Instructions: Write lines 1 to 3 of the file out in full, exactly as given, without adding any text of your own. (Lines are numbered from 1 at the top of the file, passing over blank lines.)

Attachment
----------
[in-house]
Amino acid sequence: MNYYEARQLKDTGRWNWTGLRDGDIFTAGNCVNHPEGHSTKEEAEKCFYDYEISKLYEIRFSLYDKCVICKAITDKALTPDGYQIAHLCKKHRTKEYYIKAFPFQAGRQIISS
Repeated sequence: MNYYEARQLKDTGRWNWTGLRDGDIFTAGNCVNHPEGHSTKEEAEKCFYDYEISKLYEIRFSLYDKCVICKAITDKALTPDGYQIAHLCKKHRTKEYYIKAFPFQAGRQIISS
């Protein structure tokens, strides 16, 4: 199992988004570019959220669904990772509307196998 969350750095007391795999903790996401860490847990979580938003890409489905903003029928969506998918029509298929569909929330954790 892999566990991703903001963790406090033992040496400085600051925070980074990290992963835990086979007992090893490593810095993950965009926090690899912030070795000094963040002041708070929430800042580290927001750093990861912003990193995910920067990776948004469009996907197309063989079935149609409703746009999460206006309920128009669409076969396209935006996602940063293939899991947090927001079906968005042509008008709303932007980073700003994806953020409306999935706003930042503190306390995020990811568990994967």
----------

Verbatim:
[in-house]
Amino acid sequence: MNYYEARQLKDTGRWNWTGLRDGDIFTAGNCVNHPEGHSTKEEAEKCFYDYEISKLYEIRFSLYDKCVICKAITDKALTPDGYQIAHLCKKHRTKEYYIKAFPFQAGRQIISS
Repeated sequence: MNYYEARQLKDTGRWNWTGLRDGDIFTAGNCVNHPEGHSTKEEAEKCFYDYEISKLYEIRFSLYDKCVICKAITDKALTPDGYQIAHLCKKHRTKEYYIKAFPFQAGRQIISS